Labour leader Jeremy Corbyn has warned Theresa May not to offer the NHS “up for sacrifice” when she meets US President Donald Trump.
Mr Corbyn said he would not allow the UK “to be sold off on the cheap”.
Mrs May said she was not afraid to speak frankly to President Trump, and that Mr Corbyn would never enjoy a “special relationship” with the US.
She faced several questions about Friday’s visit to the White House during PMQs in the Commons.
Mr Trump has promised a new UK-US trade deal will be negotiated “quickly”.
But Mr Corbyn raised concerns Mrs May would “offer up for sacrifice” public services and the NHS during their talks.
He accused the PM of “threatening” the EU with turning the UK into a “bargain basement economy” while offering President Trump a “blank cheque”.
“I am pleased I am able to meet President Trump so early in his administration,” the PM said.
“I am not afraid to speak frankly to a president of the United States of America – I am able to do that because of that special relationship – a relationship he would never have with the United States.”
Mr Corbyn’s predecessor as Labour leader, Ed Miliband, told Mrs May she had a “huge responsibility” with her meeting with President Trump, urging her to persuade the US president not to abandon the Paris climate change agreement and to persuade him that climate change was not a “hoax invented by the Chinese”.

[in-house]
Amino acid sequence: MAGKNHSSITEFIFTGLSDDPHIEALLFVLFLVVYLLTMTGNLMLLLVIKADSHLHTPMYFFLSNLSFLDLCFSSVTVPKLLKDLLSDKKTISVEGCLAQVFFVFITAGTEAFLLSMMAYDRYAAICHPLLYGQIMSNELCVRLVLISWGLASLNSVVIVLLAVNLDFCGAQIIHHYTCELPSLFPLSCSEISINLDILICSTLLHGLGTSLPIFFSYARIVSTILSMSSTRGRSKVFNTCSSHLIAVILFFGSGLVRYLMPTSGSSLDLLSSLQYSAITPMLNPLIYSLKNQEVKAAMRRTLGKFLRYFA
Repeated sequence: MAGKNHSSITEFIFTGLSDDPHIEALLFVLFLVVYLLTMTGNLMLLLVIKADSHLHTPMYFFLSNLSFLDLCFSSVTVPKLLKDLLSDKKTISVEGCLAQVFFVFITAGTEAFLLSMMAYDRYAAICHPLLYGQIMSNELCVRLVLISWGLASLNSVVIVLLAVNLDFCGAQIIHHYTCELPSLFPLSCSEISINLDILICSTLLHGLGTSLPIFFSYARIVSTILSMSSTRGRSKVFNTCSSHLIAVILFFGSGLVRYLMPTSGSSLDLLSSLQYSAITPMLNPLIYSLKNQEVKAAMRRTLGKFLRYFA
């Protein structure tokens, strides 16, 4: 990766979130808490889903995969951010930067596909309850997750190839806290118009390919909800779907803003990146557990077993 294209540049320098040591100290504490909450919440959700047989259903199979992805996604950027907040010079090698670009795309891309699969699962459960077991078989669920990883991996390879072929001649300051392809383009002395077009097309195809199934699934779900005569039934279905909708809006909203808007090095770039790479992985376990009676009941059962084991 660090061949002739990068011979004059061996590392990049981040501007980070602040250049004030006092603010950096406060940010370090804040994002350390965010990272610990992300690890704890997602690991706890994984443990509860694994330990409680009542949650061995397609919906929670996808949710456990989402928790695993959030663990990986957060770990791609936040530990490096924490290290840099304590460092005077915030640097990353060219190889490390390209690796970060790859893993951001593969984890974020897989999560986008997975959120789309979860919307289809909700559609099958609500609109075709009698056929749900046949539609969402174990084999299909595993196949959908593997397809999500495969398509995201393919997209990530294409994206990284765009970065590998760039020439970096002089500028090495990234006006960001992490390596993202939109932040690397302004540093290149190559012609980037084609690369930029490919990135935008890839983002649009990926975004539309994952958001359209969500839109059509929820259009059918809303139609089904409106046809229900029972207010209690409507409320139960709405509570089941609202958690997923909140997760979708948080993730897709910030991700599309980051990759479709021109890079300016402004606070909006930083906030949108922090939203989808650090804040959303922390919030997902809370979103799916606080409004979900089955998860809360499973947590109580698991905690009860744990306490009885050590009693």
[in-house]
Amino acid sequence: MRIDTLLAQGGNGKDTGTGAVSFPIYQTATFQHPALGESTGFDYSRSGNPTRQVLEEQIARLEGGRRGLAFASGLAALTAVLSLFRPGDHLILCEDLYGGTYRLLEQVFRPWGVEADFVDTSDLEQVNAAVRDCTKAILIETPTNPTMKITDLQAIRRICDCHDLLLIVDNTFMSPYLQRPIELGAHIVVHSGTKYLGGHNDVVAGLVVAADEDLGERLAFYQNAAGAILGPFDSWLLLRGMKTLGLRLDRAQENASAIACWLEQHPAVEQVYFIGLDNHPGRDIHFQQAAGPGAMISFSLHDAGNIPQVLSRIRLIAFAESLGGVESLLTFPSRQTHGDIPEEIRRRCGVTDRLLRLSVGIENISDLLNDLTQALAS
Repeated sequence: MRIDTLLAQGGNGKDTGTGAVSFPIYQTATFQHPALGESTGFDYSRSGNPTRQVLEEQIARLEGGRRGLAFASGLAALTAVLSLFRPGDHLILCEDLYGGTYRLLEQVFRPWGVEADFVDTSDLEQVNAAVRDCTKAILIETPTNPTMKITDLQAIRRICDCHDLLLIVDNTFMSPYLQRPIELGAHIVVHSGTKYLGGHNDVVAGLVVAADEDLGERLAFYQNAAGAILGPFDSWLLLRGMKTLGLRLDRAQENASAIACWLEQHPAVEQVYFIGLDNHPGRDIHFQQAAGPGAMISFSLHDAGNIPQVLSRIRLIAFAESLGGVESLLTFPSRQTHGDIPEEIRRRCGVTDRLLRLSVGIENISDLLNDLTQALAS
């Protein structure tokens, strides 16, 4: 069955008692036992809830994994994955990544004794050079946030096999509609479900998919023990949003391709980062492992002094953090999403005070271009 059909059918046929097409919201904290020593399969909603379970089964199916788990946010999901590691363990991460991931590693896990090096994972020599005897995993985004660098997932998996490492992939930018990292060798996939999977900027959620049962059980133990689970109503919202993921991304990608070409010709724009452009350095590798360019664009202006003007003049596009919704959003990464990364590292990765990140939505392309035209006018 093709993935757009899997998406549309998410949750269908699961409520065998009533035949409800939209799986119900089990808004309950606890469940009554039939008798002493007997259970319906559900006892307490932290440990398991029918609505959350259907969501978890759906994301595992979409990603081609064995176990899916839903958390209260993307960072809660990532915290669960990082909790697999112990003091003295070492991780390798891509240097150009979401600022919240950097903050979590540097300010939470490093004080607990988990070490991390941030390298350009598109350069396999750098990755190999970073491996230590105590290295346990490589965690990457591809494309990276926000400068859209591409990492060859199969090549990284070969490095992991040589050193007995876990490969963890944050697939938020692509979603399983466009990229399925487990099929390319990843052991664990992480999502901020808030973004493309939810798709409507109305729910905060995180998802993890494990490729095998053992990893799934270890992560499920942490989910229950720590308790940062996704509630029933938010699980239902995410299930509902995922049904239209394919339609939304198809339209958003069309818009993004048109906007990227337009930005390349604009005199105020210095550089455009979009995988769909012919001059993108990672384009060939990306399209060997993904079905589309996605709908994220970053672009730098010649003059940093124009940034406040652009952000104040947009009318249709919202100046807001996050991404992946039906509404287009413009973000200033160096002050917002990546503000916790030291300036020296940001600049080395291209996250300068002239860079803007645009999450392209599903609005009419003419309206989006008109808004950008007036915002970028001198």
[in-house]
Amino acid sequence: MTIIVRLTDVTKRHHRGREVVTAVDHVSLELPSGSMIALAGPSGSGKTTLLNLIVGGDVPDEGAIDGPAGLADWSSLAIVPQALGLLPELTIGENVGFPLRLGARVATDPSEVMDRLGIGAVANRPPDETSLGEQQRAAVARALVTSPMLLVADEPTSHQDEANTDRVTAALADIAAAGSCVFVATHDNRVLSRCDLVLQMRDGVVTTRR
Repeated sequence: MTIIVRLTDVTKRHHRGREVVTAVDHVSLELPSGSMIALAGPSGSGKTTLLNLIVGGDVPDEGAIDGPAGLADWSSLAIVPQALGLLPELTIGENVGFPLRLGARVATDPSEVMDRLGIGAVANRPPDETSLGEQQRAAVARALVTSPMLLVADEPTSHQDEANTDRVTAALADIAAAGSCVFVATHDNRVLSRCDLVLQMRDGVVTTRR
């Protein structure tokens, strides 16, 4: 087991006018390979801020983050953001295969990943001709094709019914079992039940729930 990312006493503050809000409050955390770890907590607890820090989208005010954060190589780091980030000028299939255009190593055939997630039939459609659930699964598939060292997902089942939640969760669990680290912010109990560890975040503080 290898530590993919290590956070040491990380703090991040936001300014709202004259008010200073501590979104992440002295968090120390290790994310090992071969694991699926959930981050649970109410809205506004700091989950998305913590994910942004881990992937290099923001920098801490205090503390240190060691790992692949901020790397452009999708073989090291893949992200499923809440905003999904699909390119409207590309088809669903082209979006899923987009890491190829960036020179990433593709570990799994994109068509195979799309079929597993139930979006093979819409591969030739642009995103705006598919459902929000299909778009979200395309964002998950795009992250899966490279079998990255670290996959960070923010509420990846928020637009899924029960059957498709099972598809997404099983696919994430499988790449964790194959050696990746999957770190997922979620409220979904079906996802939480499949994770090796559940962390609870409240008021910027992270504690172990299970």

The PM said the government wanted to the see the Paris agreement “put into practice”.
President Trump’s previous comments on the use of torture were raised by Conservative MP Andrew Tyrie.
During the presidential election campaign, Mr Trump said that “torture works” and promised to bring back “a lot worse than waterboarding”.
Mr Tyrie asked Mrs May to confirm that the UK would not facilitate torture under any circumstances.
The PM replied: “We have a very clear position on torture, we do not sanction torture, we do not get involved with that and that will be our position.”